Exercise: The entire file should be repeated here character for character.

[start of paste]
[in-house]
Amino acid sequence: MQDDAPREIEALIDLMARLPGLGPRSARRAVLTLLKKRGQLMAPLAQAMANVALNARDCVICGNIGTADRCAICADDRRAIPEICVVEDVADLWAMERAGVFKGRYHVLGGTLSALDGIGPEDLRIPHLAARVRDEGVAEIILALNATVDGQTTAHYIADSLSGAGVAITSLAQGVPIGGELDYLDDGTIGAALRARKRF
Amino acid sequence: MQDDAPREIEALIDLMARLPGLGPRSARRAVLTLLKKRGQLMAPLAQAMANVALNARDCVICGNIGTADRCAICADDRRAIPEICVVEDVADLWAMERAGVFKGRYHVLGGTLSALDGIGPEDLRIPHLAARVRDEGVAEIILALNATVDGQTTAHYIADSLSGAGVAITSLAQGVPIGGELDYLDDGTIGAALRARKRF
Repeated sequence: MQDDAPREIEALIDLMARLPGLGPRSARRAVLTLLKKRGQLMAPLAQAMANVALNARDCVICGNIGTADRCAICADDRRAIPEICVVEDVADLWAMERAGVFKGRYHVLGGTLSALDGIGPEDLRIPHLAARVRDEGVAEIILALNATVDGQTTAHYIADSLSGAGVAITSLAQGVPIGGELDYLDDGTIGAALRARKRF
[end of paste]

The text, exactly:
[in-house]
Amino acid sequence: MQDDAPREIEALIDLMARLPGLGPRSARRAVLTLLKKRGQLMAPLAQAMANVALNARDCVICGNIGTADRCAICADDRRAIPEICVVEDVADLWAMERAGVFKGRYHVLGGTLSALDGIGPEDLRIPHLAARVRDEGVAEIILALNATVDGQTTAHYIADSLSGAGVAITSLAQGVPIGGELDYLDDGTIGAALRARKRF
Amino acid sequence: MQDDAPREIEALIDLMARLPGLGPRSARRAVLTLLKKRGQLMAPLAQAMANVALNARDCVICGNIGTADRCAICADDRRAIPEICVVEDVADLWAMERAGVFKGRYHVLGGTLSALDGIGPEDLRIPHLAARVRDEGVAEIILALNATVDGQTTAHYIADSLSGAGVAITSLAQGVPIGGELDYLDDGTIGAALRARKRF
Repeated sequence: MQDDAPREIEALIDLMARLPGLGPRSARRAVLTLLKKRGQLMAPLAQAMANVALNARDCVICGNIGTADRCAICADDRRAIPEICVVEDVADLWAMERAGVFKGRYHVLGGTLSALDGIGPEDLRIPHLAARVRDEGVAEIILALNATVDGQTTAHYIADSLSGAGVAITSLAQGVPIGGELDYLDDGTIGAALRARKRF